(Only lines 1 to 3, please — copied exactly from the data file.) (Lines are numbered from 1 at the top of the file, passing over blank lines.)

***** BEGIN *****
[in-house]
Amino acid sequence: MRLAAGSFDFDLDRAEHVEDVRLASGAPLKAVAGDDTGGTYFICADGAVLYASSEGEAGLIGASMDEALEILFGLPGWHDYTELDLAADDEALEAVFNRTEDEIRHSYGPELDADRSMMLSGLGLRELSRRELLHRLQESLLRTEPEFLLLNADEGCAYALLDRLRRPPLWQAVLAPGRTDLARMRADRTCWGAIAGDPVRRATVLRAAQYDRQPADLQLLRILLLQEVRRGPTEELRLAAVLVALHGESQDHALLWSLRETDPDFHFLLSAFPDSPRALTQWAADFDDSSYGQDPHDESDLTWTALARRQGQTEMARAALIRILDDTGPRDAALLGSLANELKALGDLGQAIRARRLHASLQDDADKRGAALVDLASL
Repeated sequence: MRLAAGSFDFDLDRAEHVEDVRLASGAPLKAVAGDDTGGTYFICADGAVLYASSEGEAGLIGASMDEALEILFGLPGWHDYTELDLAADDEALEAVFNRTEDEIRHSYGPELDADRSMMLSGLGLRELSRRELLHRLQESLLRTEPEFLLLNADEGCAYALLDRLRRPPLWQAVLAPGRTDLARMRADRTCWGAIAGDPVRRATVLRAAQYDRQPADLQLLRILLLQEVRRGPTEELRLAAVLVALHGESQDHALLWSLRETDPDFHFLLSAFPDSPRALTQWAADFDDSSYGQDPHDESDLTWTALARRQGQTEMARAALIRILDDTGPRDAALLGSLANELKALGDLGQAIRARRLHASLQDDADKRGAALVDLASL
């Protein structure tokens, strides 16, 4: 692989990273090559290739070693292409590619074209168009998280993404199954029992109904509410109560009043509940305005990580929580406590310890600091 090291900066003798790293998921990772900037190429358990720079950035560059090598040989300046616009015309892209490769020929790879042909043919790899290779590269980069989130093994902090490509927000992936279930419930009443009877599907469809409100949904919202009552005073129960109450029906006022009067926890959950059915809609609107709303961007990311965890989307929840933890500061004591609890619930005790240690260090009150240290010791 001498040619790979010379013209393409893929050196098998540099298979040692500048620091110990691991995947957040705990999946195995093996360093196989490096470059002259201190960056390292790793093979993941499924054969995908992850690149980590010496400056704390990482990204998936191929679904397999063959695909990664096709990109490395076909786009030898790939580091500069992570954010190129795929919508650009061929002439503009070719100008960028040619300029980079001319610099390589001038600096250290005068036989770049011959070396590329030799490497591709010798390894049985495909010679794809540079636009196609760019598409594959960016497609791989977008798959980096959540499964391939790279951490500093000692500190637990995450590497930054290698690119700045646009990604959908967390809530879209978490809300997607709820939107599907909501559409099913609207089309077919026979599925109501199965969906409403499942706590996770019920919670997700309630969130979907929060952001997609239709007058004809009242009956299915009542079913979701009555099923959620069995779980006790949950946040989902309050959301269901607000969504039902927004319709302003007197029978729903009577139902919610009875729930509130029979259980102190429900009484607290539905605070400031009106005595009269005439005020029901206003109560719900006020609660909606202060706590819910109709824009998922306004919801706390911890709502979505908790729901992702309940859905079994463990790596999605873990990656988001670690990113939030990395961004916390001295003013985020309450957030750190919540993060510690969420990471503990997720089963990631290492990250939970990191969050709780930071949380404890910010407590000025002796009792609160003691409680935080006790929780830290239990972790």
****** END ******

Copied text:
[in-house]
Amino acid sequence: MRLAAGSFDFDLDRAEHVEDVRLASGAPLKAVAGDDTGGTYFICADGAVLYASSEGEAGLIGASMDEALEILFGLPGWHDYTELDLAADDEALEAVFNRTEDEIRHSYGPELDADRSMMLSGLGLRELSRRELLHRLQESLLRTEPEFLLLNADEGCAYALLDRLRRPPLWQAVLAPGRTDLARMRADRTCWGAIAGDPVRRATVLRAAQYDRQPADLQLLRILLLQEVRRGPTEELRLAAVLVALHGESQDHALLWSLRETDPDFHFLLSAFPDSPRALTQWAADFDDSSYGQDPHDESDLTWTALARRQGQTEMARAALIRILDDTGPRDAALLGSLANELKALGDLGQAIRARRLHASLQDDADKRGAALVDLASL
Repeated sequence: MRLAAGSFDFDLDRAEHVEDVRLASGAPLKAVAGDDTGGTYFICADGAVLYASSEGEAGLIGASMDEALEILFGLPGWHDYTELDLAADDEALEAVFNRTEDEIRHSYGPELDADRSMMLSGLGLRELSRRELLHRLQESLLRTEPEFLLLNADEGCAYALLDRLRRPPLWQAVLAPGRTDLARMRADRTCWGAIAGDPVRRATVLRAAQYDRQPADLQLLRILLLQEVRRGPTEELRLAAVLVALHGESQDHALLWSLRETDPDFHFLLSAFPDSPRALTQWAADFDDSSYGQDPHDESDLTWTALARRQGQTEMARAALIRILDDTGPRDAALLGSLANELKALGDLGQAIRARRLHASLQDDADKRGAALVDLASL